TechnipFMC CEO Doug Pferdehirt highlighted ongoing efficiencies in the company’s operations. In the company’s third-quarter 2018 results report, he said, “We also successfully delivered two additional iEPCI [integrated engineering, procurement, construction and installation] projects in the third quarter—Trestakk and Visund Nord—both with Equinor on the Norwegian Continental Shelf. On Trestakk, our first awarded iEPCI project, we successfully delivered a fully commissioned subsea system utilizing only a single season of marine operations.
“Visund Nord was delivered in just 21 months from concept selection to first production; this was a new fast-track record for Equinor. An important factor in the success of these projects was the strong collaboration with our partner, Equinor, and the integrated capabilities of TechnipFMC.”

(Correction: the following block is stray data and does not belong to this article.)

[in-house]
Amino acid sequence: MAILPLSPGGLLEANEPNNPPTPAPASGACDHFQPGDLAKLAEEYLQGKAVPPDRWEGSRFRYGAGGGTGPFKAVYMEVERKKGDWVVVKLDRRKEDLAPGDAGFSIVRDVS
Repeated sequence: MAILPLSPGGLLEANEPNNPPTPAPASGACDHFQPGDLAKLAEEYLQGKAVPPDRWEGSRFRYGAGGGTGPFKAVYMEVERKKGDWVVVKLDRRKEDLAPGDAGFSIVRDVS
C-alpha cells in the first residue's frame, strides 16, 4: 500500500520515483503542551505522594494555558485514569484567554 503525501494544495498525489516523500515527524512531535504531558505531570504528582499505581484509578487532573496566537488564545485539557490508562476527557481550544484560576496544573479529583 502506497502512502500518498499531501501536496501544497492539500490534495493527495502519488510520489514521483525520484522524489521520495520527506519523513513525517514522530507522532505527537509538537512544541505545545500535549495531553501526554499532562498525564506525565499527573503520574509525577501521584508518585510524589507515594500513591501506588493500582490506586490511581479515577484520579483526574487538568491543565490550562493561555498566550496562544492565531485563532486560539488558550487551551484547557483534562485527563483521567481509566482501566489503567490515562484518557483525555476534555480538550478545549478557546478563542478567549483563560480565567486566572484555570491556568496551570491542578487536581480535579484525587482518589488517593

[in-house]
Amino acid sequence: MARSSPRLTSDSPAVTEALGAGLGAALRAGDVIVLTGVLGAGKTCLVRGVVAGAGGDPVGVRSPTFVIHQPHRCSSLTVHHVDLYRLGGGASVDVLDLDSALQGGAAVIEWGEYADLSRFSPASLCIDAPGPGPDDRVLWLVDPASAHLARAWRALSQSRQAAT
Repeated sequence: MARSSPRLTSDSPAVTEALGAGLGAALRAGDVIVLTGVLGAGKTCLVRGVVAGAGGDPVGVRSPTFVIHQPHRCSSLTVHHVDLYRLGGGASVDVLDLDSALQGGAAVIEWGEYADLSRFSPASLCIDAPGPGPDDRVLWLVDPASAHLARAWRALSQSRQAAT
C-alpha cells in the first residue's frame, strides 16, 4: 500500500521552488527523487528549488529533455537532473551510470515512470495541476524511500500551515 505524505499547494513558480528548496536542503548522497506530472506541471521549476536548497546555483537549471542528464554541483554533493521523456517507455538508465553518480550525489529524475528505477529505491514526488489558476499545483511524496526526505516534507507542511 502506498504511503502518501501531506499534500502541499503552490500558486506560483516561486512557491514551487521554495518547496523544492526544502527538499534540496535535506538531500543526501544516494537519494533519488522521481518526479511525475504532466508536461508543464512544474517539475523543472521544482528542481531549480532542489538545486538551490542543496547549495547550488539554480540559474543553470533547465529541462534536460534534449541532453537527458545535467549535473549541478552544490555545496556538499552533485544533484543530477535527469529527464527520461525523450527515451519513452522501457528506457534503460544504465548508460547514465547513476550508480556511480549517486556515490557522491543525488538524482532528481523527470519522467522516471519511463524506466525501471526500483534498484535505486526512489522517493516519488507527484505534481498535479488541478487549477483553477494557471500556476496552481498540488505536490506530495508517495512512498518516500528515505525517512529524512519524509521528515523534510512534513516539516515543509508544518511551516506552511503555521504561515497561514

TechnipFMC was recently awarded an iEPCI contract from Lundin Norway for the Luno II and Rolvsnes development, located in the North Sea at a water depth of 110 m (361 ft). The contract covers the delivery and installation of subsea equipment including umbilicals, rigid flowlines, flexible jumpers and subsea production systems.
In the U.K. sector, OneSubsea was awarded an EPCI and commissioning contract for a subsea multiphase boosting system by TAQA for the Otter Field.
OneSubsea and its Subsea Integration Alliance (SIA) partner, Subsea 7, will supply and install a subsea multiphase boosting system, including topside and subsea controls, as well as associated life-of-field services. The project will result in a 30.5-km (19-mile) subsea tieback to the TAQA-operated North Cormorant platform. This will be the longest subsea multiphase boosting tieback in the U.K. North Sea.